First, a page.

Lake Shasta provides an abundance of recreational opportunities from Resort Marinas, relaxing on the water on a newly rented houseboat, even fishing on the banks and so much more. The more you discover about the Lake Shasta area the more you will find it one of the best recreational areas in California.
Most Campgrounds are heavily forested with pine trees, oak trees, and Manzanita bushes. The campsites are spacious and manicured. Each campground contains a combination of flush toilets and vault toilets. Vault toilets are much like a fancy outhouse.
Vault toilets are clean, waterless and environmentally friendly. They are constructed using the United States Forest Service SST (Sweet Smelling Toilet) design standards.
Restrooms are cleaned twice a day and remain a top priority for our company. Water faucets are located between every 3-5 campsites and are intended for drawing water only. At this time, our campgrounds do not have showers although regulations allow for biodegradable soap and shampoo to be used in Shasta Lake for bathing purposes.
Shasta Lake is located in northern California about 10 miles north of Redding, California, USA. Shasta Lake is located right on Interstate 5 (i-5) so it's easy to reach by car. Interstate 5 actually crosses right over Shasta Lake. If you can find i-5 just follow the signs directing you to "Redding". This will get you in the general area of Shasta Lake.
14538 Wonderland Boulevard
Redding, CA 96003
The Shasta-Trinity National Forest offers recreation enthusiast unparalleled opportunities to pursue a wide variety of outdoor interests. Here you will find information on wilderness, wild and scenic rivers, national scenic byways, trails, streams, lakes and reservoirs for water sports and fishing, a variety of landscapes for hunting, trail and road systems for hiking, running, horseback riding and mountain biking, off-highway vehicle areas, snowmobile play, campgrounds, picnic areas, historic sites and lookout and cabin rentals just to name a few of the attractions.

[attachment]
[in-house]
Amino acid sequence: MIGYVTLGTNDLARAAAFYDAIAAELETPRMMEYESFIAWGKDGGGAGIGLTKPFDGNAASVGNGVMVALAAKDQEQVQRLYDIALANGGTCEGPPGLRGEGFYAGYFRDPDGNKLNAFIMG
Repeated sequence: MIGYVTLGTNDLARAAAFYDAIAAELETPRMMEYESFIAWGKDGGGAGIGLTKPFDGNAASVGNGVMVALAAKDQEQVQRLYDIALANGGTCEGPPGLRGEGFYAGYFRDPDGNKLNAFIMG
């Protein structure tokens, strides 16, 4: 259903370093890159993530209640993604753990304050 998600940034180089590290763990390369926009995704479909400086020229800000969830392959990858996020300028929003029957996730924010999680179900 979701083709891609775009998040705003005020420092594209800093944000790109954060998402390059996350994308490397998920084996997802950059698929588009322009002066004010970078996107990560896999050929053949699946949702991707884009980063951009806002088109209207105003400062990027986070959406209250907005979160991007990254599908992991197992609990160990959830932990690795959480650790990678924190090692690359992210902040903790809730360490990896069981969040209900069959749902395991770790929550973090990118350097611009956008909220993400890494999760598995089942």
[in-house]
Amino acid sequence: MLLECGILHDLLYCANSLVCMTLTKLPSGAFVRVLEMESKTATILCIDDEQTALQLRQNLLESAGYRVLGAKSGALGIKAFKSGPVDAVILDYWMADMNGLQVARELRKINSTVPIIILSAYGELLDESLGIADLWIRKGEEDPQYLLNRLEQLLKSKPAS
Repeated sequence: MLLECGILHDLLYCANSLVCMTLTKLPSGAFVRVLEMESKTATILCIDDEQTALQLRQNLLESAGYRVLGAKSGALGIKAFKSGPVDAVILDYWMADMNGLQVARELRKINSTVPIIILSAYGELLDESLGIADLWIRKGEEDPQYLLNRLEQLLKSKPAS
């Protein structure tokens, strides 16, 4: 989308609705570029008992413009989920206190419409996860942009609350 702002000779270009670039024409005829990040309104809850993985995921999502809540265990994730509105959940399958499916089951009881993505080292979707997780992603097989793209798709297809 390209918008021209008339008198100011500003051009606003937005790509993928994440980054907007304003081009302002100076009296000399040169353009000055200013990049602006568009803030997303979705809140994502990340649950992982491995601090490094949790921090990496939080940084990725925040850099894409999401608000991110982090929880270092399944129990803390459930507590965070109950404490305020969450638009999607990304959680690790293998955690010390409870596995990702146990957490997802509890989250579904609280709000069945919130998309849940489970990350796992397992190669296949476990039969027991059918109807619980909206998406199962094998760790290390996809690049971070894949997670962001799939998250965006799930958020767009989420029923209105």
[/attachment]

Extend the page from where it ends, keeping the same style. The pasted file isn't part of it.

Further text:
I think this is the best way to see the lake and a great way to spend a relaxed vacation.
You'll have to get off the lake to take the daily tours through and under the country's second-largest concrete dam. A maximum of 40 people are allowed on each tour. Get there early to get in with less waiting. No phones, cameras or bags of any kind allowed on the tour. Exit I-5 at Shasta Dam Road.
Take a catamaran ride and a bus trip up the mountain before visiting this bit of underground geology. Take I-5 exit 395, or if you're boating, go up the McCloud Arm of the lake to Holiday Harbor Marina.
Cruises depart from the gift shop at Lake Shasta Caverns and run on Saturdays from Memorial Day through Labor Day, except holiday weekends.
The most popular activity on the lake, boating gives you a change to get around the lake and enjoy the scenery. You can rent a boat at many of the lakeside marinas. Most visitors to Shasta Lake find that the opportunities for boating are the finest in California. Whether skiing, fishing, canoeing, houseboating, or just floating on an old inner tube, being in and on the water at Shasta Lake is a boater's dream. Excellent launch facilities are maintained for public use and parking facilities with restrooms are well lighted and convenient to the major highways in the region. Ramps are spaced around the lake for quick access to favorite areas and low water ramps keep you in the water at all levels of the lake.
There are no developed swimming areas at Lake Shasta, but you can swim from the shore or off your boat.
Water skiing is popular everywhere on the lake, especially the Sacramento Arm and Jones Valley areas. Avoid the Pit River because of submerged debris.
Anglers can snag trophy-size bass and three- to ten-pound trout on Lake Shasta, along with bluegills, salmon, bass, crappie, catfish and sturgeon. You can buy a fishing license at most of the lakeside resorts, and some of them also rent fishing boats and fishing tackle.
Six miles west of Redding a row of old, half-ruined, brick buildings remind passing motorists that Shasta City, the lusty "Queen City" of California's northern mining district, once stood on this site. These ruins and some of the nearby roads, cottages, and cemeteries are all silent but eloquent vestiges of the intense activity that was centered here during the California gold rush.